First, the Hobbits leave Hobbiton. Then they cross the Ferry from the Four Farthings into Buckland. Then they leave the Shire through a gate in the wall, and wander for a time in an Old Forest and across the downs. Finally, they enter the world of Men through another gate in a wall, and Tolkien repeats his familiar plan of attack.

In a quasi-historical manner quite similar to what he used when the Hobbits were crossing into Buckland, Tolkien gives us a brief description of Bree and its origins, and then (widening his scope) a brief account of its socially mediatory status between the Shire and the rest of the world. The most important difference between the history of Buckland and the history of Bree is that Bree goes back quite a bit further—the Breelanders consider themselves “descendants of the first Men that ever wandered into the West of the middle-world.” In homely Bree, home of the Prancing Pony, we already encounter the flavor of something mythic.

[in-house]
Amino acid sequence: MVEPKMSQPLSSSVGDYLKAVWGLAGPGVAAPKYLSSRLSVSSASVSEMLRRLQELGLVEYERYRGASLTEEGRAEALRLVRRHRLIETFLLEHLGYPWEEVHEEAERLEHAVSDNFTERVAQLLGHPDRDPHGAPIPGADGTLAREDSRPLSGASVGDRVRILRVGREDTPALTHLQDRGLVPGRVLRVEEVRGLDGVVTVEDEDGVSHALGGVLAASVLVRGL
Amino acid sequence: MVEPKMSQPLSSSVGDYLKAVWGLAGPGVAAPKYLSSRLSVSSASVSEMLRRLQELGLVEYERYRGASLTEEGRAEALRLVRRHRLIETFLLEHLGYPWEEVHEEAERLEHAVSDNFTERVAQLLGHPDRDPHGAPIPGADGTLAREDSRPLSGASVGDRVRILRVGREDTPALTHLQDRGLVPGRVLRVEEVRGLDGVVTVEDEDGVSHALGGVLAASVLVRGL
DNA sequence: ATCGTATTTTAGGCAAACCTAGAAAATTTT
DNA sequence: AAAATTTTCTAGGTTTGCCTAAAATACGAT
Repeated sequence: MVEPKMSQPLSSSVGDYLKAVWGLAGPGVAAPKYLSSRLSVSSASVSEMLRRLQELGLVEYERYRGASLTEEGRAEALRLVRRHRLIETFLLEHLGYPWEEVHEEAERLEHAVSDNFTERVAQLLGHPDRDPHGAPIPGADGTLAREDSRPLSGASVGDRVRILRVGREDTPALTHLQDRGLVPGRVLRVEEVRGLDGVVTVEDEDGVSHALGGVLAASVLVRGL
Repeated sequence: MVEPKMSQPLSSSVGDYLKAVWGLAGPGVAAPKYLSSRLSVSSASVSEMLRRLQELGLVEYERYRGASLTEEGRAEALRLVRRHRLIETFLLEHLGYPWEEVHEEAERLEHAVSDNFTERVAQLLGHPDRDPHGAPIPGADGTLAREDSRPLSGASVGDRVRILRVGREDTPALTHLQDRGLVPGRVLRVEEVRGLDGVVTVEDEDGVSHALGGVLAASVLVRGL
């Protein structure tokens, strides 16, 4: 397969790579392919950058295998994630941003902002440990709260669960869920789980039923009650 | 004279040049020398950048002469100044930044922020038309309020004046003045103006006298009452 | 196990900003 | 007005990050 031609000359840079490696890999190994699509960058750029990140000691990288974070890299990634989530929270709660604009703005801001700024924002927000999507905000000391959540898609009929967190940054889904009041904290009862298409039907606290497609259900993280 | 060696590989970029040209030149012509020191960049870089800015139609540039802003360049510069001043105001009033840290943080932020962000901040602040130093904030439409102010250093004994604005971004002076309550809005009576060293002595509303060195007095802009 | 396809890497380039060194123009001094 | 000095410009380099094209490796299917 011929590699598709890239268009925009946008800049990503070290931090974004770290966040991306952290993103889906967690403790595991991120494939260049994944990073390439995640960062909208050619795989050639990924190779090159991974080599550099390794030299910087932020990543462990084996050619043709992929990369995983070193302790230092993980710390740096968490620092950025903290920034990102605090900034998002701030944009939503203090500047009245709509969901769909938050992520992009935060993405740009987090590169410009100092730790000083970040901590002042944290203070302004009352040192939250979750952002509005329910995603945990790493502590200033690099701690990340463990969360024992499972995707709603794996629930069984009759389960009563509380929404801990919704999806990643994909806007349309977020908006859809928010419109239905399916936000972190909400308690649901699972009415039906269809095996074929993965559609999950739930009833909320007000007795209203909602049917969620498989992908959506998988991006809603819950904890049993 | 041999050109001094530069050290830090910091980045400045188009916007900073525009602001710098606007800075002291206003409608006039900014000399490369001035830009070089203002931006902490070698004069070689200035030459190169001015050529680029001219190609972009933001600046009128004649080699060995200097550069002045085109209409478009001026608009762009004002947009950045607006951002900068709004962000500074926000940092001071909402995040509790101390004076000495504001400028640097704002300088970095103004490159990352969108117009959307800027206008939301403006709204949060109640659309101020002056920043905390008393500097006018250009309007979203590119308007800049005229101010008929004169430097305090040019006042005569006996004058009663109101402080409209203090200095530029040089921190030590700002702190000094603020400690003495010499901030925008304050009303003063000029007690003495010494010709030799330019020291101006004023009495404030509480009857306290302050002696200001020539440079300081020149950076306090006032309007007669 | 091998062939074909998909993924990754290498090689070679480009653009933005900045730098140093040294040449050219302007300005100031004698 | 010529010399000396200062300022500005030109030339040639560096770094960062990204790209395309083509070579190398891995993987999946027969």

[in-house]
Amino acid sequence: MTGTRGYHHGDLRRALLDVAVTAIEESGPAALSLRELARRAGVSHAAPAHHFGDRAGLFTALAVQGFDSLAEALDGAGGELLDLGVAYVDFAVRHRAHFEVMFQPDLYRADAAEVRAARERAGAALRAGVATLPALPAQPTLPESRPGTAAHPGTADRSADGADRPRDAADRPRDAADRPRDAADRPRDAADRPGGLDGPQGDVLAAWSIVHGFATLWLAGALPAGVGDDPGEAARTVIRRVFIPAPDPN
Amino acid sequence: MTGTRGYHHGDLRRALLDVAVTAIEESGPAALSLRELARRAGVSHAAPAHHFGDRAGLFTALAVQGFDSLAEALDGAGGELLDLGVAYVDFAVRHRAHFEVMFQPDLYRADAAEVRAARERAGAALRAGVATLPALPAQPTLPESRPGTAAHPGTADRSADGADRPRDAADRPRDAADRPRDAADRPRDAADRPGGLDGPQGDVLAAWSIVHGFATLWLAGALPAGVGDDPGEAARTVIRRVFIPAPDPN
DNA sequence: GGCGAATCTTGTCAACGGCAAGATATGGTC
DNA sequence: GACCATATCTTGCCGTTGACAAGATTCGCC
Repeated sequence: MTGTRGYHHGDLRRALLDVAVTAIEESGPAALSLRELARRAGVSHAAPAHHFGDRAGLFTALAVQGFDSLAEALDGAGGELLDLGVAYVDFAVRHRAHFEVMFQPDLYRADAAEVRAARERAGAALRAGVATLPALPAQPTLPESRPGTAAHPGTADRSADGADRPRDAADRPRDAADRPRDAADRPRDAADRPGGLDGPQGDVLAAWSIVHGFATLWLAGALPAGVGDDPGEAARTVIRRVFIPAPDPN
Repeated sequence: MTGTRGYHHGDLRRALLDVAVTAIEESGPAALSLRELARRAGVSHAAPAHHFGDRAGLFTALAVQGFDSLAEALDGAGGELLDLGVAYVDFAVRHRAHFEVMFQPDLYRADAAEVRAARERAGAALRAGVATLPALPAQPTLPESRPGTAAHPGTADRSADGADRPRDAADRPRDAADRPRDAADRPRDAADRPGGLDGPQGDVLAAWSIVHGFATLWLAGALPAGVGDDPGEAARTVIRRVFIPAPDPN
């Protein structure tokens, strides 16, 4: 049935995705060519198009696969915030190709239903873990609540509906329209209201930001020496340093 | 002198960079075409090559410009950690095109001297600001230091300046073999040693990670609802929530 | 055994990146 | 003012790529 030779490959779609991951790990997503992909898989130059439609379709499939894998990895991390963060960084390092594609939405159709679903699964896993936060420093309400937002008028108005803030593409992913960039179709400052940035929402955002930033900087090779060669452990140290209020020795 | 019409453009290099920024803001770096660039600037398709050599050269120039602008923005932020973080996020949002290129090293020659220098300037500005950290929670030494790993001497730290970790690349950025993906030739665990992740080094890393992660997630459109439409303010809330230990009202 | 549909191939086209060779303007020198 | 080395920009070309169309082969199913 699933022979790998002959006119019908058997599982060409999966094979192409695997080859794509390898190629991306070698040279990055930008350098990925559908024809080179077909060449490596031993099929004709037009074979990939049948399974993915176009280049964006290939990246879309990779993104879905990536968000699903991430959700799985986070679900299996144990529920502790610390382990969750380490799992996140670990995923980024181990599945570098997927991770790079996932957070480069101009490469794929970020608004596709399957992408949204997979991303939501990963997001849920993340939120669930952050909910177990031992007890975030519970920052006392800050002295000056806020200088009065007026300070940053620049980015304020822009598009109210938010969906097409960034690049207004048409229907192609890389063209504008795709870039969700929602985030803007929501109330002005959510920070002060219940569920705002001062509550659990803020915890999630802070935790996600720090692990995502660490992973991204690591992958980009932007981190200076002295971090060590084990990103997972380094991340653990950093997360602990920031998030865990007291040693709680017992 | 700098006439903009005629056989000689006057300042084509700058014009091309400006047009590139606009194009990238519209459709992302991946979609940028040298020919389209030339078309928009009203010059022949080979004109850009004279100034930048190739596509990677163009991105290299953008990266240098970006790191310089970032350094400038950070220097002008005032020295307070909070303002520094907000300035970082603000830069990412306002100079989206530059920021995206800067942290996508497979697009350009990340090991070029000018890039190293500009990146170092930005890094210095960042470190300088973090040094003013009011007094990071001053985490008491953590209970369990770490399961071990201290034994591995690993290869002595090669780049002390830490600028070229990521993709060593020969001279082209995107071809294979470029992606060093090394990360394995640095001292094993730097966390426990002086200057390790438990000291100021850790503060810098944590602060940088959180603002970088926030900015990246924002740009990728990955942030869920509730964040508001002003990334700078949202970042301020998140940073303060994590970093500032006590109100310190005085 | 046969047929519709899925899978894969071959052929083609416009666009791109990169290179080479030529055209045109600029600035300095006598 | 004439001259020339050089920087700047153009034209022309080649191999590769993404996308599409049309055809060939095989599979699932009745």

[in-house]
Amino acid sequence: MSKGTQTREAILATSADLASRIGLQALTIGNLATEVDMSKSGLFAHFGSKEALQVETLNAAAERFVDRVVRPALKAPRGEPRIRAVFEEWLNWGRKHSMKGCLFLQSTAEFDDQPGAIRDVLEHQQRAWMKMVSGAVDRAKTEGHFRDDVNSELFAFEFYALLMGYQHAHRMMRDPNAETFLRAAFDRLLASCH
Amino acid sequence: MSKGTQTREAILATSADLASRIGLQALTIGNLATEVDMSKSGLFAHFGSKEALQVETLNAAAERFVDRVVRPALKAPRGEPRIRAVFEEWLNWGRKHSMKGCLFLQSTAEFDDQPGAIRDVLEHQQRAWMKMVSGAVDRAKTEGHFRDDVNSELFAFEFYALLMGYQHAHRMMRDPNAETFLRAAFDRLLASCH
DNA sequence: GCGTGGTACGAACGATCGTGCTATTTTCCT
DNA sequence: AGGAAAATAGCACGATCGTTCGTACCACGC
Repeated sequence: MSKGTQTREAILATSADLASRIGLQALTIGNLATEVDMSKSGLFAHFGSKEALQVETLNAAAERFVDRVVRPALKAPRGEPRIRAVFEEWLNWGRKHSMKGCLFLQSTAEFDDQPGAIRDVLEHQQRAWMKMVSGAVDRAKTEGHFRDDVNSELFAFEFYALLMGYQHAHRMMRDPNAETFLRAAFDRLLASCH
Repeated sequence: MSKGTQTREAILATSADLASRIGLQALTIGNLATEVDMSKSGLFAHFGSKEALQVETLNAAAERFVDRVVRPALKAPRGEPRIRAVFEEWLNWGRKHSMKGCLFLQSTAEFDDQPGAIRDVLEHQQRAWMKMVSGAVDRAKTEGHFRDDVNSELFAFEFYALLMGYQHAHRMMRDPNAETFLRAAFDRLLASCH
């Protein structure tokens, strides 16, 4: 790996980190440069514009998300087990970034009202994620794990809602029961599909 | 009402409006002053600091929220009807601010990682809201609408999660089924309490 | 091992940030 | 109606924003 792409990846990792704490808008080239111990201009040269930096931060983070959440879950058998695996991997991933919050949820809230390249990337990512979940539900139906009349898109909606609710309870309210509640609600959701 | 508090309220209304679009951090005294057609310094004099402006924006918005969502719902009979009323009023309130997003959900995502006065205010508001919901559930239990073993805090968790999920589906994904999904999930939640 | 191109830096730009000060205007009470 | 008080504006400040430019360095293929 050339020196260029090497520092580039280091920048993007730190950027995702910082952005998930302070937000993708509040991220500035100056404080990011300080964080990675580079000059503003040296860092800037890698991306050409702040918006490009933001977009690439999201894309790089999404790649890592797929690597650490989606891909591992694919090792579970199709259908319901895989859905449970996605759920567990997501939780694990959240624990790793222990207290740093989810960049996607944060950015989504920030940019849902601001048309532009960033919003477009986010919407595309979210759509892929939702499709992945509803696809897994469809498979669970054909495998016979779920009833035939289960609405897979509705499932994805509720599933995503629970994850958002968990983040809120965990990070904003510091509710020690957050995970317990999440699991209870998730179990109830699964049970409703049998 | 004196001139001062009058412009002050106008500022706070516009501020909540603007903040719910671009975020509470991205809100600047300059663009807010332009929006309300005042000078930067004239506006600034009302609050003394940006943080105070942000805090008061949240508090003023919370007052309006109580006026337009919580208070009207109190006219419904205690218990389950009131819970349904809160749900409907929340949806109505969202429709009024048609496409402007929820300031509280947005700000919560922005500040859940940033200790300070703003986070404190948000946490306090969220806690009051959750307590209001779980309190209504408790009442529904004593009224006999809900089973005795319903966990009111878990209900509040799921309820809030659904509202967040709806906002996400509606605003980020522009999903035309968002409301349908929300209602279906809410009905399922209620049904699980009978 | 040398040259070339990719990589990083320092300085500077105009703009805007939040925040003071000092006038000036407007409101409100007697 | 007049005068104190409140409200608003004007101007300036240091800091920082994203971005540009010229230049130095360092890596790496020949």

As befits this stage of the journey, however, Tolkien paints Bree in a curious blend of the mythic, the homely, the familiar, and the strange. He does this by adopting for a moment the different perspectives of the Hobbits themselves. To Samwise son of Hamfast (Anglo-Saxon for “Home-bound” or “Home-body”), the houses of Men and the Inn at Bree appear unwelcoming, the likely hide-outs of Black Riders, and generally much too tall. Frodo, however, shares none of Sam’s perceptions and expects the Inn to be “homelike enough inside.” And, indeed, the inside is very Shire-like, complete with round windows and the hallmark of a Hobbit’s being at home—a good supper.

As a first encounter with the world of Men, therefore, Bree is just unfamiliar enough to put the Hobbits well on their guard, and familiar enough to gradually lull them off it.